'Iconic' wolf sculpture lit up at entrance to historic town
- Credit: Archant
A sculpture of a wolf that is an important part of Bury St Edmunds history is now lit up from sunset each night.
The two-metre high wolf by chainsaw sculptor Ben Loughrill is on the Southgate Green roundabout at the southern entrance into the town and depicts the animal guarding St Edmund's head beside his battered crown.
The Bury in Bloom organisation is behind the roundabout project, near Bury St Edmunds Rugby Club.
David Irvine, co-ordinator of Bury in Bloom, said: "We are really happy to have finally achieved our goal of lighting the iconic wolf sculpture that is an important part of the history of Bury St Edmunds.
"We wanted the wolf to be seen at this entrance to the town, especially this year as the Abbey 1000 celebrations take place, having been postponed in 2020."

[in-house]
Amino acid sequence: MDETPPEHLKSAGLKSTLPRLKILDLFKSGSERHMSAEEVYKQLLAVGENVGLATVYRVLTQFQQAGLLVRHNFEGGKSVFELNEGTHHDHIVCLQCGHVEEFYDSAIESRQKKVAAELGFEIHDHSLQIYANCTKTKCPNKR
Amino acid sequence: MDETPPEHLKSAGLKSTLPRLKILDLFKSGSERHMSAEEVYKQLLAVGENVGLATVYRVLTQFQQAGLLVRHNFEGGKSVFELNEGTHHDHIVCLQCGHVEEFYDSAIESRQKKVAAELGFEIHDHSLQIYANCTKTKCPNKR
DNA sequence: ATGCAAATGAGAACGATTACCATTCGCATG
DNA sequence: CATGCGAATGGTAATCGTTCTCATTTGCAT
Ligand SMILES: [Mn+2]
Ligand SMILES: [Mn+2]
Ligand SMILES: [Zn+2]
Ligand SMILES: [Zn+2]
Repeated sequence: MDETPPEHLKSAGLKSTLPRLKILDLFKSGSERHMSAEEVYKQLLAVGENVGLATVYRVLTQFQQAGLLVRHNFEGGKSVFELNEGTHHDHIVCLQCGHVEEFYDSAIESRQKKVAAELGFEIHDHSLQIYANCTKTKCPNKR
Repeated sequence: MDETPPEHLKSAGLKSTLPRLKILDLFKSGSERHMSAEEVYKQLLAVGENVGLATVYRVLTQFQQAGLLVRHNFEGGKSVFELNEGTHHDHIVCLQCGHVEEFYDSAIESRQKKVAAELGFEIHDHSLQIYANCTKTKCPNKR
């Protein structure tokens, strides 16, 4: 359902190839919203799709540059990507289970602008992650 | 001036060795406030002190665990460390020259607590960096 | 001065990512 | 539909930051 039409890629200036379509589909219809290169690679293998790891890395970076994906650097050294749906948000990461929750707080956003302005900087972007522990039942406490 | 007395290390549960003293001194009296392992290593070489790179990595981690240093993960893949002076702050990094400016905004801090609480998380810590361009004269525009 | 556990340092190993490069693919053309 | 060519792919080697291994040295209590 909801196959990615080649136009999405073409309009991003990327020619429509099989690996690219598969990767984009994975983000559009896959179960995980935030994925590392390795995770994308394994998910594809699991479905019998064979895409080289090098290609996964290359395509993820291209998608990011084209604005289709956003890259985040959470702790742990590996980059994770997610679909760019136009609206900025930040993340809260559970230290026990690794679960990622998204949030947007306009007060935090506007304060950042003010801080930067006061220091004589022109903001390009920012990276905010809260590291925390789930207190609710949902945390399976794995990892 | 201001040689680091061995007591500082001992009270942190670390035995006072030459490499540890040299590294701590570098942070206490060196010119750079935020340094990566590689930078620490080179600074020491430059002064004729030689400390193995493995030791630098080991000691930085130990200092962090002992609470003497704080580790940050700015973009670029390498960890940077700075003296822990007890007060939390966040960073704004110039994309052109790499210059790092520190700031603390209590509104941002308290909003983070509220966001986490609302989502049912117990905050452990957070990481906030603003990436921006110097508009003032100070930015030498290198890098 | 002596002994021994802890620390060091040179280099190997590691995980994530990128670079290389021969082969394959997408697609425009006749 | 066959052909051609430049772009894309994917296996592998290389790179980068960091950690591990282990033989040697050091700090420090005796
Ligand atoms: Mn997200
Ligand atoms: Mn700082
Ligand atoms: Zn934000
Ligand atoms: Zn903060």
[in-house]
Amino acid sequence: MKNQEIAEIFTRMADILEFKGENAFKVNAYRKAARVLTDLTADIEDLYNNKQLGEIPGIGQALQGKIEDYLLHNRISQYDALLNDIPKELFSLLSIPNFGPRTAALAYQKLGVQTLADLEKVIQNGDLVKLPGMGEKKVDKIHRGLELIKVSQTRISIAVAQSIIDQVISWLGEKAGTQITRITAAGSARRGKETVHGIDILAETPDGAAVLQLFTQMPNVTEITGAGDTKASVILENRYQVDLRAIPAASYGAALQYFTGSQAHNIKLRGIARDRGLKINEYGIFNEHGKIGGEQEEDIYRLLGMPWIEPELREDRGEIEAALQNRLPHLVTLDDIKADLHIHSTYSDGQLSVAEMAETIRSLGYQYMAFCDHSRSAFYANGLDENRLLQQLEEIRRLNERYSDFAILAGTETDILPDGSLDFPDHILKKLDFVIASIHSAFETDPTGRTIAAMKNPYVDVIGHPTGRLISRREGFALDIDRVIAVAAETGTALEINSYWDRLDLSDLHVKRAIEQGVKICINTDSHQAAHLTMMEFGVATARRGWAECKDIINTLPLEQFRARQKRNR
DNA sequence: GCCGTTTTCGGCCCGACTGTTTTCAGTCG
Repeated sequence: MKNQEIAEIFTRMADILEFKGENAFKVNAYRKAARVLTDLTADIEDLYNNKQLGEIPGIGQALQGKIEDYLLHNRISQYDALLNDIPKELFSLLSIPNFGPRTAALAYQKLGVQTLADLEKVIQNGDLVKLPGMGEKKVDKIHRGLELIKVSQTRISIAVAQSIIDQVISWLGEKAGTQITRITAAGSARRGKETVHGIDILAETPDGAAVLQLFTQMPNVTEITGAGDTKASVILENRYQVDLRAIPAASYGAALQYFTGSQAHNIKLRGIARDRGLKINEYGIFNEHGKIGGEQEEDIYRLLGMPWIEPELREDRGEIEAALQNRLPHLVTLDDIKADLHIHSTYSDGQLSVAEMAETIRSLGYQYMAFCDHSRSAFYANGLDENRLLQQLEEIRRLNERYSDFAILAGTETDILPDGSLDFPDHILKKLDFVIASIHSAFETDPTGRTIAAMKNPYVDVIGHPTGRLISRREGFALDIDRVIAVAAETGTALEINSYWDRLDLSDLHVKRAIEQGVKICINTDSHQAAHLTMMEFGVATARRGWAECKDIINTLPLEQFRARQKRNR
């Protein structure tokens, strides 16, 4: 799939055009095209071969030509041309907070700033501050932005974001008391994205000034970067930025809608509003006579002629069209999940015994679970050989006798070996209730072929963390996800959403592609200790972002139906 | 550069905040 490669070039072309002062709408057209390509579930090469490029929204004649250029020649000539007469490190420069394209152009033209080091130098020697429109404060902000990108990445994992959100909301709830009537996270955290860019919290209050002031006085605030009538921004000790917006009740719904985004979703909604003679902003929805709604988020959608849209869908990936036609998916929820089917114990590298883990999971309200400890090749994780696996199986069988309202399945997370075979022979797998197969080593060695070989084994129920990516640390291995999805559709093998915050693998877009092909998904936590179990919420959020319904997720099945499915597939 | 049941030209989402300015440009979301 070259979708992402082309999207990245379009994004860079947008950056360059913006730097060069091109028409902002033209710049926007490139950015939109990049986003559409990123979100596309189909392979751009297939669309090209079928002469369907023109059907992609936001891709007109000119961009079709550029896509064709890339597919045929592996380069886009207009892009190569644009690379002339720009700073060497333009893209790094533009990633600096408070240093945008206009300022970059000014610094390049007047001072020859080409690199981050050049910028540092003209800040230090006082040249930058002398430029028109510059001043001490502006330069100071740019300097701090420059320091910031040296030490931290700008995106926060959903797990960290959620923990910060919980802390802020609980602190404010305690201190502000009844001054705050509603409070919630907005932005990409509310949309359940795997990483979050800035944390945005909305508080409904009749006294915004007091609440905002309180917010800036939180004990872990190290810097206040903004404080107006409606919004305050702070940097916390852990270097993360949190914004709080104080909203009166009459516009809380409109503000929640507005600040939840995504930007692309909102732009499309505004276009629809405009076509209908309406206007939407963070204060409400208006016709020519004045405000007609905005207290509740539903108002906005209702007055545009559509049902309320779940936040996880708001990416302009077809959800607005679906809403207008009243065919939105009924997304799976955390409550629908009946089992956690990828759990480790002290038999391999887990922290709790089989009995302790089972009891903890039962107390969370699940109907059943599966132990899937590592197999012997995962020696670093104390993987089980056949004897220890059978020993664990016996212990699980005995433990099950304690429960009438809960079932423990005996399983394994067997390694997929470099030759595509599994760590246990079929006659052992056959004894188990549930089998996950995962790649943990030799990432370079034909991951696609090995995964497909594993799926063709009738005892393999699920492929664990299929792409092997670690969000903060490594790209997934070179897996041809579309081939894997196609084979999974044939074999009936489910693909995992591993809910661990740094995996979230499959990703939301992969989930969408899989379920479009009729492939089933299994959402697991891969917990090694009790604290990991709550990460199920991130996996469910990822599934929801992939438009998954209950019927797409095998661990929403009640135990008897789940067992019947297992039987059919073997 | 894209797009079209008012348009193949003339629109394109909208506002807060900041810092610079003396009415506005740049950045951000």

Last year marked 1,000 years since the founding of the Abbey of St Edmund in Bury St Edmunds by King Canute.
But because of the Covid-19 pandemic, many of the events organised for 2020 have been moved to 2021.
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The wolf is a central figure in the legend surrounding the death of King Edmund who ruled East Anglia from AD 855 to 869 and was made a saint after refusing to denounce his Christian faith during the Danish invasion.
The legend goes that after being killed with arrows and decapitated in Suffolk, the king's body was found but his head was missing. Supporters heard the wolf call them and they found him guarding the king's head, which was then reunited with his body.
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The wolf sculpture is part of a Bury in Bloom series of sculptures that tell the history of the town, with one for the Northgate Street/Tayfen Road roundabout in the pipeline.
Suffolk Highways engineers made the final connections for the lights on the Southgate Green roundabout on Wednesday, January 13, after "months of frustration and delay," Mr Irvine said.
These high-specification lights at the wolf sculpture replace previous lights that failed.